Multi-etiological Perspective on Child Obesity Prevention
Purpose of Review
The simple energy balance model of obesity is inconsistent with the available findings on obesity etiology, prevention, and treatment. Yet, the most commonly stated causes of pediatric obesity are predicated on this model. A more comprehensive biological model is needed upon which to base behavioral interventions aimed at obesity prevention. In this light, alternative etiologies are little investigated and thereby poorly understood.
Three candidate alternate etiologies are briefly presented: infectobesity, the gut microbiome, and circadian rhythms.
Behavioral child obesity preventive investigators need to collaborate with biological colleagues to more intensively analyze the behavioral aspects of these etiologies and to generate innovative procedures for preventing a multi-etiological problem, e.g., group risk analysis, triaging for likely causes of obesity.
KeywordsAdenovirus-36 Microbiome Circadian rhythm Children Obesity Prevention
The authors express their appreciation to the Section Editor, Alexis C. Wood, PhD, for her many important contributions in revising this manuscript.
Research reported in this publication was supported by the Eunice Kennedy Shriver National Institute of Child Health and Human Development of the National Institutes of Health under award number K99HD091396. This work is also a publication of the United States Department of Agriculture (USDA/ARS) Children’s Nutrition Research Center, Department of Pediatrics, Baylor College of Medicine, Houston, TX, and had been funded in part with federal funds from the USDA/ARS under Cooperative Agreement No. 58-3092-5-001.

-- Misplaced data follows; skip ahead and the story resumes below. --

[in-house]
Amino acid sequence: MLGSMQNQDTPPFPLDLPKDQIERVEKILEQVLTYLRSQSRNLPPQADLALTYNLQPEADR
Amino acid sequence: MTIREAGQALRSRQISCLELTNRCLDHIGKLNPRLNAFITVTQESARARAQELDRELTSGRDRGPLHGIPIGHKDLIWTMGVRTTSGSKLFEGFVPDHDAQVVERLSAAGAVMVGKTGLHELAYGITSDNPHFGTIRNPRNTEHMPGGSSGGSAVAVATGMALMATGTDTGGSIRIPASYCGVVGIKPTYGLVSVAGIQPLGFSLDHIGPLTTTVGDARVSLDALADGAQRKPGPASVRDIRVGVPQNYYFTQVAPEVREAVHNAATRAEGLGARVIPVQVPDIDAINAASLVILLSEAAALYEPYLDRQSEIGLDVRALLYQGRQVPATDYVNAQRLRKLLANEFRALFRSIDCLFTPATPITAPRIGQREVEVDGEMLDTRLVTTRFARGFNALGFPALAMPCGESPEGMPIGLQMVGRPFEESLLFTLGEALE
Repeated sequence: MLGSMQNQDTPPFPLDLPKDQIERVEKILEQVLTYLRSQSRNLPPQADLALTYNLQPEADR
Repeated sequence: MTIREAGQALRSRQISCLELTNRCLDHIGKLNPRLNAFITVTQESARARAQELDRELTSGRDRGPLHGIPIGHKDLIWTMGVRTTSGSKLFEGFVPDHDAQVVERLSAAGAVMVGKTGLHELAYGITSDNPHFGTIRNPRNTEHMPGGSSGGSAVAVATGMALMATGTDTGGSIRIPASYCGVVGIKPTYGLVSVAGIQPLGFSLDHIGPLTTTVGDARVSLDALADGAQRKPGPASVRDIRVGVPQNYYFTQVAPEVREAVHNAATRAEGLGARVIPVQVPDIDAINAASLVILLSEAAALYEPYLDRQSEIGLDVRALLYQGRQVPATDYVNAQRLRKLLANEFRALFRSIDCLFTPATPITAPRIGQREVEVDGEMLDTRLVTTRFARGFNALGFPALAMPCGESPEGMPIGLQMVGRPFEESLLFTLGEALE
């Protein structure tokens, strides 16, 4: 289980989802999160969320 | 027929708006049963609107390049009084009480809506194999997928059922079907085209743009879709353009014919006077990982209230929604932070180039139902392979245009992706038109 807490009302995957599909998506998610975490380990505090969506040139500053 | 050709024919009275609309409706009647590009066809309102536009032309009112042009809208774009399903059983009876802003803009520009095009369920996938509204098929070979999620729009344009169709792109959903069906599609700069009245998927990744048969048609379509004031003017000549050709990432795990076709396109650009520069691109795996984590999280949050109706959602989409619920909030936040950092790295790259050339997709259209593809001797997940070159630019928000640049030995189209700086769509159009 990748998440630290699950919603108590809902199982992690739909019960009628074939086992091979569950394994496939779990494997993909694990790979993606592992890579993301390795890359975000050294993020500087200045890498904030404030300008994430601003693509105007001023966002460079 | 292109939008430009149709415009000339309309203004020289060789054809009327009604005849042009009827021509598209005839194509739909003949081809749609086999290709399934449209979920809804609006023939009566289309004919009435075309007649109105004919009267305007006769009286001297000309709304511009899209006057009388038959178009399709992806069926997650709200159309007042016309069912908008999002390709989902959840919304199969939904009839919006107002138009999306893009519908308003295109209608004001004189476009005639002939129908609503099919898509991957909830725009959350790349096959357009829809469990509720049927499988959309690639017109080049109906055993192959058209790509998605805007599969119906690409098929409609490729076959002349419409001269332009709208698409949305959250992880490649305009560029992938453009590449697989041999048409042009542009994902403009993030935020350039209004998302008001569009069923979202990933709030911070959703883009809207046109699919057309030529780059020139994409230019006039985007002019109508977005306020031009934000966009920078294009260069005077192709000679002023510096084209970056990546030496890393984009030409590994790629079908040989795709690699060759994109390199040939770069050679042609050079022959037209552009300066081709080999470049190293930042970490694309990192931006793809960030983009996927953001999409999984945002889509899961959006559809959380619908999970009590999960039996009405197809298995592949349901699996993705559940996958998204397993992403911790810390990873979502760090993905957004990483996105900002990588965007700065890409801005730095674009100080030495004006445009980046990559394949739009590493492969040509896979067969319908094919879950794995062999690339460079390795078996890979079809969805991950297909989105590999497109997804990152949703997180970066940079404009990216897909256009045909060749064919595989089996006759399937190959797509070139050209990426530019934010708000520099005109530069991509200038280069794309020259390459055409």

Compliance with Ethical Standards
Conflict of Interest
Tom Baranowski, Kathleen J. Motil, and Jennette P. Moreno declare they have no conflict of interest.
Human and Animal Rights and Informed Consent
This article does not contain any studies with human or animal subjects performed by any of the authors.
The contents of this publication do not necessarily reflect the views or policies of the USDA or the National Institutes of Health, nor does mention of trade names, commercial products, or organizations imply endorsement from the US government.
Papers of particular interest, published recently, have been highlighted as: • Of importance •• Of major importance
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